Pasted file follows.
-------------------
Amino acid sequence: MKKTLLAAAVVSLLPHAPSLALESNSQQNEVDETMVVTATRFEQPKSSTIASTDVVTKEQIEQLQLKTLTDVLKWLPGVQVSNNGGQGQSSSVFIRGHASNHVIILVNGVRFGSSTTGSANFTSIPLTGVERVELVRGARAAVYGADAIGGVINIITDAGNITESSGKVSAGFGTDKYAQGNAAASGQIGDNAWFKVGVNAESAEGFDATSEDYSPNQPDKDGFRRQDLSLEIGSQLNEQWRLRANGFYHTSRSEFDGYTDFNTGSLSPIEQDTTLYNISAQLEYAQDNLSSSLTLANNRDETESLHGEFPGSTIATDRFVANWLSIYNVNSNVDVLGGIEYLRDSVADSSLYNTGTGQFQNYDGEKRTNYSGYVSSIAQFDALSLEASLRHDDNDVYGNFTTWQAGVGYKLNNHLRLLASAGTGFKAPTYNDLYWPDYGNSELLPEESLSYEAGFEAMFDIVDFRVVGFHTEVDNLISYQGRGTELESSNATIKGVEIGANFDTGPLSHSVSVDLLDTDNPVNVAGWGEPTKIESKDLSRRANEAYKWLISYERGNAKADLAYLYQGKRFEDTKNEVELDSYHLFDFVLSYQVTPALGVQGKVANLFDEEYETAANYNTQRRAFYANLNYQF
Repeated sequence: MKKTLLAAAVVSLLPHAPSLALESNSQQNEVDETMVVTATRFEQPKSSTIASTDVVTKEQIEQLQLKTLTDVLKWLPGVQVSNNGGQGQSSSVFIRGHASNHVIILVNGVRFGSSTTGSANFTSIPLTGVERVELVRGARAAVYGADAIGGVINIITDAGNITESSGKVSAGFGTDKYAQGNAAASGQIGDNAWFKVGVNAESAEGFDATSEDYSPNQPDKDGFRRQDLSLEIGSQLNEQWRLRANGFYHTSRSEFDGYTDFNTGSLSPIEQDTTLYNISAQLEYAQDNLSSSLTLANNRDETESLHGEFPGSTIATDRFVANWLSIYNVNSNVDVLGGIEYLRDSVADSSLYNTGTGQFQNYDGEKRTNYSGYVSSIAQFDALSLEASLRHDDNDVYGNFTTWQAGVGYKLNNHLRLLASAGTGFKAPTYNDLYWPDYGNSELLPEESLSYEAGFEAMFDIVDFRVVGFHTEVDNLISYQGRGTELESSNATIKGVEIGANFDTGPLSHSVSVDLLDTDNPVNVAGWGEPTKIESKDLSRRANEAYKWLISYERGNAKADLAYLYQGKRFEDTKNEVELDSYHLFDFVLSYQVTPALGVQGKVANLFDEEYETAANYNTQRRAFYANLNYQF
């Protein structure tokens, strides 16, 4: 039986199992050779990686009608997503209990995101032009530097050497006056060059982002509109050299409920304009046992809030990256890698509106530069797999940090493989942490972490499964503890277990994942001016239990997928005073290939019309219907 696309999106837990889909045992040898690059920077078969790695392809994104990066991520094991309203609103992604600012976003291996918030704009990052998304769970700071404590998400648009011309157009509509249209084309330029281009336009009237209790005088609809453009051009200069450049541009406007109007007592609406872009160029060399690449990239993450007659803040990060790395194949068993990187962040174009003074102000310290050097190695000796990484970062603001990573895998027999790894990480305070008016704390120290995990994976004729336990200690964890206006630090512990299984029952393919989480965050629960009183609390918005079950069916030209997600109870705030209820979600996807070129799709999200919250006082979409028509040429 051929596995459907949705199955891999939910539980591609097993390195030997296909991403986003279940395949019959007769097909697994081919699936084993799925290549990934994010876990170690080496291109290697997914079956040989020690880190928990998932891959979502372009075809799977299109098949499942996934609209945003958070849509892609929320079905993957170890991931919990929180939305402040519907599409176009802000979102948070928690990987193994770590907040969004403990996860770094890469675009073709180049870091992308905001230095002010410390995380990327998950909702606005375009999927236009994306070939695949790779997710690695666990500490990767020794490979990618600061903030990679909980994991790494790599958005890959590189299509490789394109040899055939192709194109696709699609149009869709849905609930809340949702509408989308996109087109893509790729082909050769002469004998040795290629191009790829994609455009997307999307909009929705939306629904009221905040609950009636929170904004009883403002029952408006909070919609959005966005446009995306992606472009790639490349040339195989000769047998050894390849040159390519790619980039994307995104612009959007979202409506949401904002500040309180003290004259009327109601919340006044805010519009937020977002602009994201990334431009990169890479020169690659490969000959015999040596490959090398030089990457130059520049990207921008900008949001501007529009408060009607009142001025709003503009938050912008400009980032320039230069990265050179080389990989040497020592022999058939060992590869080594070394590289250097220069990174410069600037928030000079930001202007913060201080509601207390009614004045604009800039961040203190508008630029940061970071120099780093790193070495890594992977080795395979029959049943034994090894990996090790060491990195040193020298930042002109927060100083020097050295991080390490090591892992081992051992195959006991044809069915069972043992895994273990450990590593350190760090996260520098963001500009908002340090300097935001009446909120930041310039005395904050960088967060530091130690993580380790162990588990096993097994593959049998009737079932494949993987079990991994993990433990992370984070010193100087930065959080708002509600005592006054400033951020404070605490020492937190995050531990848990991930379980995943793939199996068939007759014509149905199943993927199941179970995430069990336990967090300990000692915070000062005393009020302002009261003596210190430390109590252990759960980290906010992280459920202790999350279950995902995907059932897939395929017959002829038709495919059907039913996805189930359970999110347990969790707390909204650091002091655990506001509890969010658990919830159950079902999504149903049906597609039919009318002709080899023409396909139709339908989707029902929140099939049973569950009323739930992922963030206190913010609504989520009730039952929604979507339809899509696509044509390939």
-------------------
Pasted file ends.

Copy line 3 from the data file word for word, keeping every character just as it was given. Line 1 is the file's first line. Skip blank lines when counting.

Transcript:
């Protein structure tokens, strides 16, 4: 039986199992050779990686009608997503209990995101032009530097050497006056060059982002509109050299409920304009046992809030990256890698509106530069797999940090493989942490972490499964503890277990994942001016239990997928005073290939019309219907 696309999106837990889909045992040898690059920077078969790695392809994104990066991520094991309203609103992604600012976003291996918030704009990052998304769970700071404590998400648009011309157009509509249209084309330029281009336009009237209790005088609809453009051009200069450049541009406007109007007592609406872009160029060399690449990239993450007659803040990060790395194949068993990187962040174009003074102000310290050097190695000796990484970062603001990573895998027999790894990480305070008016704390120290995990994976004729336990200690964890206006630090512990299984029952393919989480965050629960009183609390918005079950069916030209997600109870705030209820979600996807070129799709999200919250006082979409028509040429 051929596995459907949705199955891999939910539980591609097993390195030997296909991403986003279940395949019959007769097909697994081919699936084993799925290549990934994010876990170690080496291109290697997914079956040989020690880190928990998932891959979502372009075809799977299109098949499942996934609209945003958070849509892609929320079905993957170890991931919990929180939305402040519907599409176009802000979102948070928690990987193994770590907040969004403990996860770094890469675009073709180049870091992308905001230095002010410390995380990327998950909702606005375009999927236009994306070939695949790779997710690695666990500490990767020794490979990618600061903030990679909980994991790494790599958005890959590189299509490789394109040899055939192709194109696709699609149009869709849905609930809340949702509408989308996109087109893509790729082909050769002469004998040795290629191009790829994609455009997307999307909009929705939306629904009221905040609950009636929170904004009883403002029952408006909070919609959005966005446009995306992606472009790639490349040339195989000769047998050894390849040159390519790619980039994307995104612009959007979202409506949401904002500040309180003290004259009327109601919340006044805010519009937020977002602009994201990334431009990169890479020169690659490969000959015999040596490959090398030089990457130059520049990207921008900008949001501007529009408060009607009142001025709003503009938050912008400009980032320039230069990265050179080389990989040497020592022999058939060992590869080594070394590289250097220069990174410069600037928030000079930001202007913060201080509601207390009614004045604009800039961040203190508008630029940061970071120099780093790193070495890594992977080795395979029959049943034994090894990996090790060491990195040193020298930042002109927060100083020097050295991080390490090591892992081992051992195959006991044809069915069972043992895994273990450990590593350190760090996260520098963001500009908002340090300097935001009446909120930041310039005395904050960088967060530091130690993580380790162990588990096993097994593959049998009737079932494949993987079990991994993990433990992370984070010193100087930065959080708002509600005592006054400033951020404070605490020492937190995050531990848990991930379980995943793939199996068939007759014509149905199943993927199941179970995430069990336990967090300990000692915070000062005393009020302002009261003596210190430390109590252990759960980290906010992280459920202790999350279950995902995907059932897939395929017959002829038709495919059907039913996805189930359970999110347990969790707390909204650091002091655990506001509890969010658990919830159950079902999504149903049906597609039919009318002709080899023409396909139709339908989707029902929140099939049973569950009323739930992922963030206190913010609504989520009730039952929604979507339809899509696509044509390939």